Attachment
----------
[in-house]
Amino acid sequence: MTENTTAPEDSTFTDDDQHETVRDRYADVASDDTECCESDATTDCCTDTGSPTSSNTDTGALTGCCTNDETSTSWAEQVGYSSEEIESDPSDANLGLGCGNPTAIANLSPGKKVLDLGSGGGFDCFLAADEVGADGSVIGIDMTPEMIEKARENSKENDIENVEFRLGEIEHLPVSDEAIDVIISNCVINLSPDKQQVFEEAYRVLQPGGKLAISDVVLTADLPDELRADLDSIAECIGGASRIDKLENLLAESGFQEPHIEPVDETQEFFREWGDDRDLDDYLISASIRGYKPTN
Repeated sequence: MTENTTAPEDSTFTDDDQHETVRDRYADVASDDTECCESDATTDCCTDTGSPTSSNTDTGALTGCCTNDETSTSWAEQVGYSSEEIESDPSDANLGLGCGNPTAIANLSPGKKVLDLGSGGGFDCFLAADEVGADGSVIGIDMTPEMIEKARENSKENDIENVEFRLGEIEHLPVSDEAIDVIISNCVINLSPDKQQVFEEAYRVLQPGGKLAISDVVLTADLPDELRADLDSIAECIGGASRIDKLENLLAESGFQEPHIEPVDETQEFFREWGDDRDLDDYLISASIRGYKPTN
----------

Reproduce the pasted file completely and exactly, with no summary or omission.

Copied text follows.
[in-house]
Amino acid sequence: MTENTTAPEDSTFTDDDQHETVRDRYADVASDDTECCESDATTDCCTDTGSPTSSNTDTGALTGCCTNDETSTSWAEQVGYSSEEIESDPSDANLGLGCGNPTAIANLSPGKKVLDLGSGGGFDCFLAADEVGADGSVIGIDMTPEMIEKARENSKENDIENVEFRLGEIEHLPVSDEAIDVIISNCVINLSPDKQQVFEEAYRVLQPGGKLAISDVVLTADLPDELRADLDSIAECIGGASRIDKLENLLAESGFQEPHIEPVDETQEFFREWGDDRDLDDYLISASIRGYKPTN
Repeated sequence: MTENTTAPEDSTFTDDDQHETVRDRYADVASDDTECCESDATTDCCTDTGSPTSSNTDTGALTGCCTNDETSTSWAEQVGYSSEEIESDPSDANLGLGCGNPTAIANLSPGKKVLDLGSGGGFDCFLAADEVGADGSVIGIDMTPEMIEKARENSKENDIENVEFRLGEIEHLPVSDEAIDVIISNCVINLSPDKQQVFEEAYRVLQPGGKLAISDVVLTADLPDELRADLDSIAECIGGASRIDKLENLLAESGFQEPHIEPVDETQEFFREWGDDRDLDDYLISASIRGYKPTN